Animals and garden

Our animal friends

In the tradition of the Portuguese quinta, OIS maintains a small farm comprising chickens, donkeys, goats, ponies and bees. Our animals roam freely around (but not inside!) and are taken care of by our students as part of their service activities.

The most visible of our animals is probably ‘The Herd’ which is our three donkeys and pony. Dumbledore is a Miranda donkey with brown shaggy fur. He is two years old and very tame and friendly. He always comes over to say hello and to see if you have anything for him.

An OIS donkey called Dumbledore.
Dumbledore
Children feed a donkey.
Oliver
Alfred the grey donkey.
Alfred

Dumbledore will be quickly followed by Oliver, who at only 18 months is our youngest donkey and by far the most playful of the herd.

The grand old man of the herd is Alfred. He is a very placid and shy character who takes time to get to know. We believe he is around 30 years old, and he’s in no rush to do anything. Oliver and Alfred are standard grey donkeys. The outsider of the herd is Lollipop, our lovely, sweet pony! He is the brains of the herd and he definitely knows he’s smarter and cooler than the average donkey.

Lollipop the pony with a student.
Lollipop

All of the herd came from homes where they could no longer be looked after. Now, at OIS, they have hectares of free grazing, nice stables and a lot of love from our students. If you come to OIS for a visit, remember to bring some carrots or apples and make some friends for life!

The OIS goat flock is a part of a charitable program to raise goats for farmers in the north of Portugal. We maintain our flock by swapping billies (boy goats) with other goat owners, and limit it to no more than 10 goats at a time.

Our goats are very cheeky and we often find them on the roof or up trees. Once they even took a dip in the swimming pool. A word of advice: never leave your sandwiches or packed lunch unattended. Goats have a natural radar for these things and before you know it your food will be gone but you’ll have a happy goat!

Also, the main job of the flock is to keep the vegetation on the quinta under control. They do this by grazing as they range freely through the day. The sound of the goats calling to each other and the clanking of their bells is as much a part of OIS life as the braying of donkeys.

We keep chickens at OIS to supply eggs which go towards the local food bank, one of our longest-running service projects. One or two pigeons have seized the opportunity for free board and lodging and have moved in too. They bring a bit of calm with their gentle cooing.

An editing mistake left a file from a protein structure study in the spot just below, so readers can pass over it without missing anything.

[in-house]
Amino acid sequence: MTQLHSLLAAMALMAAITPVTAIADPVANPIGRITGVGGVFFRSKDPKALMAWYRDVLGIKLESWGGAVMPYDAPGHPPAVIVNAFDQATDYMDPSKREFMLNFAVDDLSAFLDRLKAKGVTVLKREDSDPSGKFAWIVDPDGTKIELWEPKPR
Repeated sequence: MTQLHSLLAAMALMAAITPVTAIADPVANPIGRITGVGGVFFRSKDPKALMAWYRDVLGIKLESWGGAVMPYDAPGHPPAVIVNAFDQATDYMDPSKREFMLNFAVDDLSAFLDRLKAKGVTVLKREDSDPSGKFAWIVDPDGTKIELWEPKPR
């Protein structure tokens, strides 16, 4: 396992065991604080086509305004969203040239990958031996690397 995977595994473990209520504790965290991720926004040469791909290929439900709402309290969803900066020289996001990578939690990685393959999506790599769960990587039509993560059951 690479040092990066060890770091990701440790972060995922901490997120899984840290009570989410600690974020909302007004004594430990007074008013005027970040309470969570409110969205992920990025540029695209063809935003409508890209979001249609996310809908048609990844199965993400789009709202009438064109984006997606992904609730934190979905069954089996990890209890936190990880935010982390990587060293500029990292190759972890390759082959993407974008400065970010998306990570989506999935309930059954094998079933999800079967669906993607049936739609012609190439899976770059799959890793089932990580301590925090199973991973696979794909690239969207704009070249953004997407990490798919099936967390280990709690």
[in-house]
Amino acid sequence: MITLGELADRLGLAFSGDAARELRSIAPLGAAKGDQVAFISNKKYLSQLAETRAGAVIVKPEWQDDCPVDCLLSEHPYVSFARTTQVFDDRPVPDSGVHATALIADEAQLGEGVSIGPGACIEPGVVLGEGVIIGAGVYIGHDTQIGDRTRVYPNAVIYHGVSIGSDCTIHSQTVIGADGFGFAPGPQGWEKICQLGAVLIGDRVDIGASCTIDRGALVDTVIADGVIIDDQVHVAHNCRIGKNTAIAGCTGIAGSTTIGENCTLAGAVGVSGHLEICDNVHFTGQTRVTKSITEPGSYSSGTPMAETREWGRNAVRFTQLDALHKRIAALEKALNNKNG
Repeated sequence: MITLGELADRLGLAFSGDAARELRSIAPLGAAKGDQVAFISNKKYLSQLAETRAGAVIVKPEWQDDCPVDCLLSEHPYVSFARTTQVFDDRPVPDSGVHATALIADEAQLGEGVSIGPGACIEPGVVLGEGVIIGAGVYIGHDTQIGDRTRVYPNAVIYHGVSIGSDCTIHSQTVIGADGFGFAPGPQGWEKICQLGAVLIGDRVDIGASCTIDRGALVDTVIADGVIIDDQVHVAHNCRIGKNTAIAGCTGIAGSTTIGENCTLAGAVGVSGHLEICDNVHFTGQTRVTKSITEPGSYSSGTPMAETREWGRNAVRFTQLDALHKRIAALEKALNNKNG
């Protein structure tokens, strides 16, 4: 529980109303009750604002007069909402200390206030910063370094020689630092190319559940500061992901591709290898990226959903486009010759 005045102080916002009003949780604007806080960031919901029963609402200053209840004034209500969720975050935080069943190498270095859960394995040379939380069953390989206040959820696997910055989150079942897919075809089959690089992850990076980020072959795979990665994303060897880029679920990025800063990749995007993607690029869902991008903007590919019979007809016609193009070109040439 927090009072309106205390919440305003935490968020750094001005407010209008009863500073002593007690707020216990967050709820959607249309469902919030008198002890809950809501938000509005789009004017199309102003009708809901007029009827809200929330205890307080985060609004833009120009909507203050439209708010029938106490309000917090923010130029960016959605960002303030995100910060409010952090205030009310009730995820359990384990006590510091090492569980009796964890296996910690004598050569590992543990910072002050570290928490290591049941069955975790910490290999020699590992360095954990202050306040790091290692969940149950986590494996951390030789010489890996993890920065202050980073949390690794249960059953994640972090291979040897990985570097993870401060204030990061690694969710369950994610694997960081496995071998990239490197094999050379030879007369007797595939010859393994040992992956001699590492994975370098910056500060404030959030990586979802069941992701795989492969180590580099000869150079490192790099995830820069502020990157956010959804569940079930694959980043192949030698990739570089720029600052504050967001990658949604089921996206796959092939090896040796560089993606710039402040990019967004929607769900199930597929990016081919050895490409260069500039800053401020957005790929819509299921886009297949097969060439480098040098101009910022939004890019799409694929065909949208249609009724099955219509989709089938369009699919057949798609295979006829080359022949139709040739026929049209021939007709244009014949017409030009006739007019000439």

Finally, we have bees. Currently the ‘Bee Team’ are working with six active hives, which are situated at a safe distance from the school. They learn how to manage bees and how to harvest honey, as well as practical skills like hive repair and bee health monitoring.

Also, we are members of our local beekeeping cooperative. There’s more to looking after bees than you might think, and yes, we do sometimes get stung despite the beekeeping suits. Nevertheless, the sweet smell of wax and honey and the gentle murmur of a busy hive more than compensate for a little discomfort.

The School Garden

The history of the quinta is that of a small farm, so it’s no surprise that the organic kitchen garden (or horta in Portuguese) is alive and well here. We don’t allow our animals to eat everything. Produce from the garden is sent to the local food bank, and some is proudly taken home by students to show delighted parents. Each PYP class has a raised bed and decides what to grow, then they plant and take care of their patches in the weekly garden lesson. Some students choose to spend lunch and break in the gardens too.

Careful hands planting in the soil.
Green-fingered students admire their produce.

The garden is also hugely popular with IB Diploma students. They too grow vegetables for the local food bank, and it is common to see students independently gardening after school and at the weekend. It’s a great way for them to escape the pressures of exams and coursework.

In addition, we recycle food waste to make compost and mulch, and our animals also make a great contribution to this process. Students see sustainable, organic farming in action and have the opportunity to learn that food doesn’t simply come from a supermarket. It has to be grown and tended with patience – things can go wrong and losses can be high. Above all, they realize that food is precious and should not be taken for granted.